They also knew that this provided a push for a permanent war economy that could be tremendously profitable. During World War II, profits had exploded as business and the government fused, jumping to two-times the pre-war average, and four-and-a-half times by the end of the Korean War.5 Even more, government funds were underwriting a number of innovations just handed over to corporations and helping big business to shift their production more into non-union areas. This “military-industrial complex” not only offered big profits, but it could also help generate enough economic activity to convince enough of the working class that the system was working. 

As the business paper the Journal of Commerce put it at the time, “The assurance of continued high level of defense expenditures under present conditions cannot be underestimated because the whole economy pivots around it.”6

The relationship between all these issues is easily comprehended when one looks at the overall situation 1947. In that year, the U.S. government established the Defense Department, created the CIA and established the National Security Council to coordinate the relationship between military, diplomatic and domestic affairs. Further, President Harry Truman had announced the Truman Doctrine, which pledged the U.S. would support any movement or government it deemed to be anti-communist with essentially unlimited funds and weapons. Also in 1947, Congress passed the Taft-Hartley Act, which kneecapped trade unions and had been written by corporate lobbyists. Finally, President Truman also initiated the “loyalty program” designed to persecute anyone in government service who may disagree with Cold War policies. Notably, such a loyalty program had been high on the agenda of the U.S. Chamber of Commerce.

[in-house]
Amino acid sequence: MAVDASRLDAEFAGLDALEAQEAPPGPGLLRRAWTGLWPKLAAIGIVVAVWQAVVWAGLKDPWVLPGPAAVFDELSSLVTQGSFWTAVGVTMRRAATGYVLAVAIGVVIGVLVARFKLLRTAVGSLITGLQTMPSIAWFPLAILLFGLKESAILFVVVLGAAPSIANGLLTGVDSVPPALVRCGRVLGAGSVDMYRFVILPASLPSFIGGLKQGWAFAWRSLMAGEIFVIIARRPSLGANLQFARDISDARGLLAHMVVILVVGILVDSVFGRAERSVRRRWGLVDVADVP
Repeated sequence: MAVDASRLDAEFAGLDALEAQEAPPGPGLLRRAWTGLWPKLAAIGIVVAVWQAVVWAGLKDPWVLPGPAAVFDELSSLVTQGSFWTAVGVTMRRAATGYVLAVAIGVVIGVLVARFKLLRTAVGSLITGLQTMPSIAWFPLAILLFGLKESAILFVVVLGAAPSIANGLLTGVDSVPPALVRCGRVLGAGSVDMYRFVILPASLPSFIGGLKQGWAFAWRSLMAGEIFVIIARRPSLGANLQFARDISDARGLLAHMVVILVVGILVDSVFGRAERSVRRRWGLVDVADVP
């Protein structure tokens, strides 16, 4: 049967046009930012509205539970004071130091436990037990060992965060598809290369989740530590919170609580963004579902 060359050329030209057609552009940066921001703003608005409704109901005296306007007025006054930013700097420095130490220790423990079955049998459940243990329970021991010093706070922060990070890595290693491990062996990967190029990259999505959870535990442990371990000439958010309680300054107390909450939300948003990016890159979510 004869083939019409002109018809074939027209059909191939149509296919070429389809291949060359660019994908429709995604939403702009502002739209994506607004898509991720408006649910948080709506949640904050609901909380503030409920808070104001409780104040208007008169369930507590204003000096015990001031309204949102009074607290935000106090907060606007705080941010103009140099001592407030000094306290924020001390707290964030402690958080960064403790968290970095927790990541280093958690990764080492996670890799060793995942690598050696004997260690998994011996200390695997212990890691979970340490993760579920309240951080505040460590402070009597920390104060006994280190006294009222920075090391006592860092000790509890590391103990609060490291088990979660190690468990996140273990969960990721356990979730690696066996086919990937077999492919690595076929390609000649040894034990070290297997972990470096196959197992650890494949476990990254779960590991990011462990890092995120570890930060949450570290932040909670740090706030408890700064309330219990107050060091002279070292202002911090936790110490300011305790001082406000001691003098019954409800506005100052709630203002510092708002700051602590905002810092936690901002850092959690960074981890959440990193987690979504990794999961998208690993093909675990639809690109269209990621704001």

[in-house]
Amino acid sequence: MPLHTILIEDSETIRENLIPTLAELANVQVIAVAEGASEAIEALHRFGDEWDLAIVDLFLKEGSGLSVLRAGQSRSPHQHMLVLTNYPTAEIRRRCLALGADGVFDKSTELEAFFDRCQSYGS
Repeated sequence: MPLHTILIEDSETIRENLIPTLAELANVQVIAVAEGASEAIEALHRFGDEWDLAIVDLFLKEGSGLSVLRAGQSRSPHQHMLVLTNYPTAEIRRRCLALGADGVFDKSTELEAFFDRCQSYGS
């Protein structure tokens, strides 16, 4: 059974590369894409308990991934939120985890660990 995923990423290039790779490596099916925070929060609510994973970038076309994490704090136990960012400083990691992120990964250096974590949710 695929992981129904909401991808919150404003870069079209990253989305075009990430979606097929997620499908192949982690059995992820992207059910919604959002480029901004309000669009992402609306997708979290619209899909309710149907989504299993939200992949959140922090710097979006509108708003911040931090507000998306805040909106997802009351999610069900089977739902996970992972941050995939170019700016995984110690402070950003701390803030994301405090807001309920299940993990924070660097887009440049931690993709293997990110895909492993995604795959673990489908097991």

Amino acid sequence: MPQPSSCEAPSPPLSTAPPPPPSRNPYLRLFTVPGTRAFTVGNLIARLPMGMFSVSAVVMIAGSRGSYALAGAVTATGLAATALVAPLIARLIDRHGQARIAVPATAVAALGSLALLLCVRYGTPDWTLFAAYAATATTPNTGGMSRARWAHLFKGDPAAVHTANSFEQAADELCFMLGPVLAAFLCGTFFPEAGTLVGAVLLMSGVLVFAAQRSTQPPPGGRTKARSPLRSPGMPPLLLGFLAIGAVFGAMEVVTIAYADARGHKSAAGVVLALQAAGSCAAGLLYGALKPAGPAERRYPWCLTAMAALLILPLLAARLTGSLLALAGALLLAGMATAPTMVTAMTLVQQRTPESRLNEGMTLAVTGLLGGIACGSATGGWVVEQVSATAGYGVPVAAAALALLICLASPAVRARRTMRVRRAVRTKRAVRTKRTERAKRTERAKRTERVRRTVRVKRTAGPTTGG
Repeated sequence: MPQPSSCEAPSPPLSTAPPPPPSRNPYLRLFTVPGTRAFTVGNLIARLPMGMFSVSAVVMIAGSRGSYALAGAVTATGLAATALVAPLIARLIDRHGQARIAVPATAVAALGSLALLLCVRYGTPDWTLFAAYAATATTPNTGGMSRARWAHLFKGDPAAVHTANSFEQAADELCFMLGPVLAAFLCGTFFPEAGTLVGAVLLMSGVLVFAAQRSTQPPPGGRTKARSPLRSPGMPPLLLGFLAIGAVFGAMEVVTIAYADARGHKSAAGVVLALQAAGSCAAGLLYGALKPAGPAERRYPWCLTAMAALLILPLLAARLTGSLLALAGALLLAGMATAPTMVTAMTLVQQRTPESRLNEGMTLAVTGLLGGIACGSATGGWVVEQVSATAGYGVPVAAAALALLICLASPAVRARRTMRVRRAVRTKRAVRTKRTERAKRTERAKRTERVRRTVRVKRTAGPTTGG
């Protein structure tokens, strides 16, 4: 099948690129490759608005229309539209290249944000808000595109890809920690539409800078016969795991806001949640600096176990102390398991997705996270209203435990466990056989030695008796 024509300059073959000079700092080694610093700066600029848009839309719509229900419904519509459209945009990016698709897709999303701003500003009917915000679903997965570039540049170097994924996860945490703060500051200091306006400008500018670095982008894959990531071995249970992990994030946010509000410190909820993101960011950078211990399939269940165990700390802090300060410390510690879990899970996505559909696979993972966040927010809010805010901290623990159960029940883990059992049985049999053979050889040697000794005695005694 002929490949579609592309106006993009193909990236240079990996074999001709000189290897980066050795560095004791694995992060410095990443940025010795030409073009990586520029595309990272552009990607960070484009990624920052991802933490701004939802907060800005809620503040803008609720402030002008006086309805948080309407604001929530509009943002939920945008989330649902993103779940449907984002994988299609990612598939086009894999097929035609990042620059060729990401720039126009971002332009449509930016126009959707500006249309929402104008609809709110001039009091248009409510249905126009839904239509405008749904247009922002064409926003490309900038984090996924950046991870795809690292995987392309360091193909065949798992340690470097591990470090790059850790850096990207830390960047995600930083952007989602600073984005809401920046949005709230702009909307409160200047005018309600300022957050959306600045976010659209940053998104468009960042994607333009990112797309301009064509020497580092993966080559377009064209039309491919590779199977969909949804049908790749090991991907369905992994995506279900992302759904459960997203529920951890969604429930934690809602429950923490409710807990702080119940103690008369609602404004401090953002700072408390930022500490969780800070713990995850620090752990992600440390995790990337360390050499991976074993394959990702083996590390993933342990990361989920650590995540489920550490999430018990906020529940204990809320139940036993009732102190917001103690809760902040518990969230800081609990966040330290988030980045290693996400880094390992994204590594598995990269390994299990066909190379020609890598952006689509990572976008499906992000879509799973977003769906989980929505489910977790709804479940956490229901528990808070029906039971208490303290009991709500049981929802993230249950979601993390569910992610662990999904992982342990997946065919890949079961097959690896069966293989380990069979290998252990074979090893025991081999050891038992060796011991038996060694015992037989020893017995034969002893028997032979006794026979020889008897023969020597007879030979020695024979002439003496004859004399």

Was there a Soviet threat?

U.S. historiography — conservative and liberal, then and now — has maintained that whatever excesses existed, the Cold War was inevitable and that there was a “Soviet threat.” The problem was, there wasn’t one. The Soviets had lost 27 million people in World War II. They weren’t too far removed from losing millions during the first World War and millions more fighting Tsarist remnants in a civil war. Not to mention, the USSR has paid a heavy price between the wars in the march towards becoming the second-place industrial powerhouse in the world. 

In 1946, Secretary of Defense James Forrestal noted in his diary that the Soviets “would not move” towards war “at any time.”7 Writing about a month later, Secretary Forrestal noted the U.S. military governor of Germany told him that “the Russians did not want war.” A month after that, General Eisenhower told the Secretary that “the Russians would not take steps leading to immediate war.” Even a couple years later, in 1948, when the Cold War was already heating up, one of America’s top generals told Forrestal that he “is confident that they do not want a war.”8

In 1950 George Kennan, the intellectual architect of much Cold War policy and then-Ambassador to Moscow, was quoted in the very anti-communist Readers Digest as saying that it was “hardly likely” that the Soviets were “charting a course for an early military onslaught on the Western World.” In 1952, when the Red Scare was in full-swing, General Alfred Gruenther, Eisenhower’s chief-of-staff, made his view clear in the press that “in my mind, there isn’t going to be any war.” Herbert Hoover, who was militantly anti-Soviet as president, angrily told the New York Times that the militarism emanating out of Washington was nothing more than a “war psychosis.”9

What was really happening?